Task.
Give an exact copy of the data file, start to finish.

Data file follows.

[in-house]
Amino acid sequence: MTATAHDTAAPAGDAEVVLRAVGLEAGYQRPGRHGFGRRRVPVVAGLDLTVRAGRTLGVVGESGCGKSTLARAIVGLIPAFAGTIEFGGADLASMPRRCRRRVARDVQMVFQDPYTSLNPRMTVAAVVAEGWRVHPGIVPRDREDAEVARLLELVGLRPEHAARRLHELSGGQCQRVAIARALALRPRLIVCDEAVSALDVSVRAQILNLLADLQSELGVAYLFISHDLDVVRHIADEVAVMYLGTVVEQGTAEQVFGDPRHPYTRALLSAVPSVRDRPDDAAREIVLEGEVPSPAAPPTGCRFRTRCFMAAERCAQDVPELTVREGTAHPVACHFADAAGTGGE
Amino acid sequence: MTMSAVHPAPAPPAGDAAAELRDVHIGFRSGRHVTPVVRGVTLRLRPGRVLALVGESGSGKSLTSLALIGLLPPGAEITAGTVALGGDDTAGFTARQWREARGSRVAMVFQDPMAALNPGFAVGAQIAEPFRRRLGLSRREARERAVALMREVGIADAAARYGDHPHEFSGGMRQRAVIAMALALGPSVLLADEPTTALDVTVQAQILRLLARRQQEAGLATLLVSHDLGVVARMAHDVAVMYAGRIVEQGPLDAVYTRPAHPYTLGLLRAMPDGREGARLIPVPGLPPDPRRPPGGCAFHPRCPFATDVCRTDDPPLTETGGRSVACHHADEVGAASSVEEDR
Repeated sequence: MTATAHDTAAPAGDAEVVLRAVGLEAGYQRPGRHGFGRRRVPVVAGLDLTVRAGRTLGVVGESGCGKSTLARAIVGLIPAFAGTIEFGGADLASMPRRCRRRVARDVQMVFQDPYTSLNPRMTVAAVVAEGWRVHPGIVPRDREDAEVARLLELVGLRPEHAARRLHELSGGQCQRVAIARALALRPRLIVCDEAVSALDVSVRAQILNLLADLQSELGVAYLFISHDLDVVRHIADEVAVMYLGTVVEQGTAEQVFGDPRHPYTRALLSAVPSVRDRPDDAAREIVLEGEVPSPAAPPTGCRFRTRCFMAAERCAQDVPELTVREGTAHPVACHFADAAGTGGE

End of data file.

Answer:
[in-house]
Amino acid sequence: MTATAHDTAAPAGDAEVVLRAVGLEAGYQRPGRHGFGRRRVPVVAGLDLTVRAGRTLGVVGESGCGKSTLARAIVGLIPAFAGTIEFGGADLASMPRRCRRRVARDVQMVFQDPYTSLNPRMTVAAVVAEGWRVHPGIVPRDREDAEVARLLELVGLRPEHAARRLHELSGGQCQRVAIARALALRPRLIVCDEAVSALDVSVRAQILNLLADLQSELGVAYLFISHDLDVVRHIADEVAVMYLGTVVEQGTAEQVFGDPRHPYTRALLSAVPSVRDRPDDAAREIVLEGEVPSPAAPPTGCRFRTRCFMAAERCAQDVPELTVREGTAHPVACHFADAAGTGGE
Amino acid sequence: MTMSAVHPAPAPPAGDAAAELRDVHIGFRSGRHVTPVVRGVTLRLRPGRVLALVGESGSGKSLTSLALIGLLPPGAEITAGTVALGGDDTAGFTARQWREARGSRVAMVFQDPMAALNPGFAVGAQIAEPFRRRLGLSRREARERAVALMREVGIADAAARYGDHPHEFSGGMRQRAVIAMALALGPSVLLADEPTTALDVTVQAQILRLLARRQQEAGLATLLVSHDLGVVARMAHDVAVMYAGRIVEQGPLDAVYTRPAHPYTLGLLRAMPDGREGARLIPVPGLPPDPRRPPGGCAFHPRCPFATDVCRTDDPPLTETGGRSVACHHADEVGAASSVEEDR
Repeated sequence: MTATAHDTAAPAGDAEVVLRAVGLEAGYQRPGRHGFGRRRVPVVAGLDLTVRAGRTLGVVGESGCGKSTLARAIVGLIPAFAGTIEFGGADLASMPRRCRRRVARDVQMVFQDPYTSLNPRMTVAAVVAEGWRVHPGIVPRDREDAEVARLLELVGLRPEHAARRLHELSGGQCQRVAIARALALRPRLIVCDEAVSALDVSVRAQILNLLADLQSELGVAYLFISHDLDVVRHIADEVAVMYLGTVVEQGTAEQVFGDPRHPYTRALLSAVPSVRDRPDDAAREIVLEGEVPSPAAPPTGCRFRTRCFMAAERCAQDVPELTVREGTAHPVACHFADAAGTGGE